I don't have to tell anyone that dinosaur books are popular, right? When I run a weeding list, and there is anything at 567.9 that has not checked out in the last 6 months, I automatically know it's lost.We are continually buying dinosaur books to replace those that wear out, and while I know kids will pick up virtually anything on the subject, it's nice to find something with a little bit 'more'.
This series may be just as popular with the adults trying to keep up with the inquisitive little minds in their lives. After a certain point, you can't get away with calling them all "long-necks" or "three-horns"! Each of these six books starts off with a description of a particular group - raptors or sauropods, for example - and gives a few commonalities. From there, we get some simple ways to tell the two featured dinosaurs apart. What I really liked is that each detail includes a "why" - brachiosaurus's front legs were longer, and it held its head upwards, so it could eat plants that were much higher up. A comparison is drawn to giraffes, and how they eat. Lots of critical thinking skills, here!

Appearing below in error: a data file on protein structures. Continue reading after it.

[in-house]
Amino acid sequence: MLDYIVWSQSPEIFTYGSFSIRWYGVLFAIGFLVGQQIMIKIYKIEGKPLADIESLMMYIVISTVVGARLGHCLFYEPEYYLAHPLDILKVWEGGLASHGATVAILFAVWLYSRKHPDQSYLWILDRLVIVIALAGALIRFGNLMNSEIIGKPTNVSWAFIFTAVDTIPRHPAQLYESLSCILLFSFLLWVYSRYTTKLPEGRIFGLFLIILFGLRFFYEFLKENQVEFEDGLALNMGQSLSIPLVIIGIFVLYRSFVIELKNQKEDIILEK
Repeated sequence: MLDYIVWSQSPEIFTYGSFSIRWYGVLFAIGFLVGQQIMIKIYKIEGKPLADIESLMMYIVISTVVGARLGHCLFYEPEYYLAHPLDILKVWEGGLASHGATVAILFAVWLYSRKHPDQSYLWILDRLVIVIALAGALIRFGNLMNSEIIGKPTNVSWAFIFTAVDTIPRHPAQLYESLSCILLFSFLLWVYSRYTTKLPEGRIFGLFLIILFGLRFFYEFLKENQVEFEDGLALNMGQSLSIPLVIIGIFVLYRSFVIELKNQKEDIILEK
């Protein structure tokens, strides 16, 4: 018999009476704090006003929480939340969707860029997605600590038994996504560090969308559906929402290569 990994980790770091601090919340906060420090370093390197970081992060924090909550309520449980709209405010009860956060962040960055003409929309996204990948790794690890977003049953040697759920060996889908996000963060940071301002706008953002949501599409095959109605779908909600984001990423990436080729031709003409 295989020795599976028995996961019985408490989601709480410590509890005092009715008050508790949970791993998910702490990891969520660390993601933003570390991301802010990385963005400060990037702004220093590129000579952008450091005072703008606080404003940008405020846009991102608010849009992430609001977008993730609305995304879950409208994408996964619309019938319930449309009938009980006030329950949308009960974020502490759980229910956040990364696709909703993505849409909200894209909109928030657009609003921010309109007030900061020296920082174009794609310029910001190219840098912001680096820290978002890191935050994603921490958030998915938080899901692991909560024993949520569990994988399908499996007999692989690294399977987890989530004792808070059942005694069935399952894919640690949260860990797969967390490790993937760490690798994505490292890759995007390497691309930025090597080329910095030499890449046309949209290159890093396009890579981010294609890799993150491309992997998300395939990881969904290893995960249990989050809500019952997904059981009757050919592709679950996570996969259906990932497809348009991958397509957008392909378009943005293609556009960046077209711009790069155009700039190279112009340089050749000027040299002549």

I appreciated that Silverman was not afraid to say occasionally, "scientists do not know...but many think...". It is good for kids to realize that there are still discoveries to be made (perhaps by them!), and to have the chance to discuss the evidence one way or another.
The books are chock full of photographs (of skeletons, of course) and colorful drawings (with a little bit of blood and guts to keep certain young men happy). Side-by-side diagrams at the end help sum up the similarities and differences.
Overall, a solid addition to any library or home collection - and who couldn't use more dino books? Thank-you to Lerner for the review copies!